Coffee, caffeine and health
Coffee is enjoyed by millions of people around the world and is one of the most extensively researched components in the diet. Taken overall, the research indicates that moderate coffee consumption can be part of a healthy, balanced diet for the general adult population and may even confer health benefits.
Coffee is enjoyed for its taste and aroma but also for its mild stimulant effects on body and mind. Caffeine has been well identified as being the active compound in coffee responsible for this effect.
Caffeine naturally occurs in some 60 plant species of which cocoa-beans, kola nuts, tea leaves and coffee beans are the most well-known. It is also used as an addition in some foods, soft drinks and medicines.
The scientific evidence shows that caffeine does not induce dependence, as also confirmed by WHO. Abrupt cessation of caffeine consumption may however lead to withdrawal symptoms in some regular caffeine consumers but these are generally not severe and of short duration.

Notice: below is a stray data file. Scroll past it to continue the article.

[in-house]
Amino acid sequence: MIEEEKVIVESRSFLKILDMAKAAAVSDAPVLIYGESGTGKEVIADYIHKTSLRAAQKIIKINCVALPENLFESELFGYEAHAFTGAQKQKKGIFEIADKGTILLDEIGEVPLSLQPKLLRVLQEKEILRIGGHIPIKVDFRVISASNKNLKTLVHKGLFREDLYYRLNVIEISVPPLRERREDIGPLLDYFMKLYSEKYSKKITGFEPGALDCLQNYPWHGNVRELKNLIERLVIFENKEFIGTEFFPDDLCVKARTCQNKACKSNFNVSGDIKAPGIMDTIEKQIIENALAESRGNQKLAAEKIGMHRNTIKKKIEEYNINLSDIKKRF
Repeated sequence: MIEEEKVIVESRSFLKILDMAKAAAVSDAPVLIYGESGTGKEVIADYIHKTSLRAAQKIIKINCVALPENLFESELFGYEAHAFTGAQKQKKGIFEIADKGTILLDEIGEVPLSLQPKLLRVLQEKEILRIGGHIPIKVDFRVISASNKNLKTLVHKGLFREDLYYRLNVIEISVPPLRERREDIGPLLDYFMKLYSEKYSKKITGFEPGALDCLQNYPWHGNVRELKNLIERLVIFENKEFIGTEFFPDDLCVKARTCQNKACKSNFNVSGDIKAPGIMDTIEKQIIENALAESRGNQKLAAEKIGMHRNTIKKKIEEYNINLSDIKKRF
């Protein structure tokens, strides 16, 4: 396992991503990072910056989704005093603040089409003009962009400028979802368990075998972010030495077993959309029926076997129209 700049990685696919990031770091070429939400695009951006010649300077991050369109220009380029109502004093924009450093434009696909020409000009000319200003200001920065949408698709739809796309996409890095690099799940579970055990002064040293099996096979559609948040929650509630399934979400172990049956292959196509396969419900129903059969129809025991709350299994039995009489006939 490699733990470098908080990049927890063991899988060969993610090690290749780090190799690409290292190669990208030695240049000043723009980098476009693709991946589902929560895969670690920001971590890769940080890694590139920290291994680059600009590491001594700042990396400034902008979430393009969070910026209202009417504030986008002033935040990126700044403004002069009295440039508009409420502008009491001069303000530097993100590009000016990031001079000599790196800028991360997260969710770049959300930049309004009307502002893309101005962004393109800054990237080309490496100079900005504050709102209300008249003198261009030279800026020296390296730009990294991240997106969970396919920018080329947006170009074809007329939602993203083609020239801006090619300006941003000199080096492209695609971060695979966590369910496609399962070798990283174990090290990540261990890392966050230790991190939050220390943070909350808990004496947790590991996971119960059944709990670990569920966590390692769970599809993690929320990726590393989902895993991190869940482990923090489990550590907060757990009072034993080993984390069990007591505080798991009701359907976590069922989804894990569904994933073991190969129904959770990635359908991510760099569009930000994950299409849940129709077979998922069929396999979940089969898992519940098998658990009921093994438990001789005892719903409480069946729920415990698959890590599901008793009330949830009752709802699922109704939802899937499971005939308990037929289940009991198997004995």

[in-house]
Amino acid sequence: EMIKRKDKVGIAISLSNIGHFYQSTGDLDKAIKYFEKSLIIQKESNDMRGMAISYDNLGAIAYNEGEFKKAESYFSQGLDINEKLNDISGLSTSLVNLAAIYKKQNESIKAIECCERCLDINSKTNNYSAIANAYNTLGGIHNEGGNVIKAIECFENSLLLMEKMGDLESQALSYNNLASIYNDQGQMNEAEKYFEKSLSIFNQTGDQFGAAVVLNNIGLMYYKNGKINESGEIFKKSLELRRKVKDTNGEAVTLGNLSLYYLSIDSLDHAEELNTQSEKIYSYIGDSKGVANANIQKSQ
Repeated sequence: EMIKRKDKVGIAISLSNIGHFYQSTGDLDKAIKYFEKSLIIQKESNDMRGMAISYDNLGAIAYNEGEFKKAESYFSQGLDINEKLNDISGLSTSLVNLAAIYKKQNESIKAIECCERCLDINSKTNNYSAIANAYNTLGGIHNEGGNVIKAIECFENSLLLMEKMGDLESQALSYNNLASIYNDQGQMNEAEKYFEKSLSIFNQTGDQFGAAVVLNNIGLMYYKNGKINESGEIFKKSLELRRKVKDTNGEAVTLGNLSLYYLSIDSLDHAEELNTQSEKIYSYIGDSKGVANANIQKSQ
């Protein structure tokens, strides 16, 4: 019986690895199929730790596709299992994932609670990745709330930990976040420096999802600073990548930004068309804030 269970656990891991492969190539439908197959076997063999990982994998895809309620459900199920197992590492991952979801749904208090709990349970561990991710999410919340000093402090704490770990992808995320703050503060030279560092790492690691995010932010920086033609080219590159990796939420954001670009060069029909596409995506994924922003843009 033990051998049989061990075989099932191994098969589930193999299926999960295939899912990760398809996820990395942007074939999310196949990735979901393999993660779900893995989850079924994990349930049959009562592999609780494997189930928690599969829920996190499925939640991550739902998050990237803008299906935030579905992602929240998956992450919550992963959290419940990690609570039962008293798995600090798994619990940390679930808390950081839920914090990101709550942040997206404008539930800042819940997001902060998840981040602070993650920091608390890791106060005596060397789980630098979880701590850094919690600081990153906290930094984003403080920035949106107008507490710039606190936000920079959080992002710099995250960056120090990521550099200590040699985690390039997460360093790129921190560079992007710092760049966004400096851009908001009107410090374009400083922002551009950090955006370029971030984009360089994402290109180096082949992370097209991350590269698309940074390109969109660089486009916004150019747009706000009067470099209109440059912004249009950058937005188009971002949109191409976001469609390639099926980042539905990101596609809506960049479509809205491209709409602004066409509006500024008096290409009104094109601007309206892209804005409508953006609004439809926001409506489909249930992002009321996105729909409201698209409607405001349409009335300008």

Coffee is a contributing source of caffeine in the diet, but is mainly consumed by adults. The EFSA Comprehensive European Food Consumption Database shows that coffee consumption by children is negligible and that of adolescents is very limited. A typical cup of black coffee contains 85mg of caffeine. The exact amount will vary depending on brewing method, strength of brew, cup size and type of coffee bean. A detailed overview on the amount of caffeine consumed in popular beverages is available in this infographic.
Coffee drinking is inherently self-limiting. Coffee is most commonly consumed as a hot beverage, savoured sip by sip over time. The stimulating effects of caffeine become evident to coffee consumers gradually, and they will naturally adapt their continued consumption to their individual tolerance levels.
The effects of caffeine vary from one individual to another depending on genetics, metabolism, smoking habits, how much is normally consumed and (in case of women) pregnancy. It has long been acknowledged that pregnant women should moderate their caffeine intake to 200 mg per day from all sources. Coffee is much more than caffeine. There are many other components in coffee and the interaction between these components may have health benefits.
Further information on coffee, caffeine and health can be found here: www.coffeeandhealth.org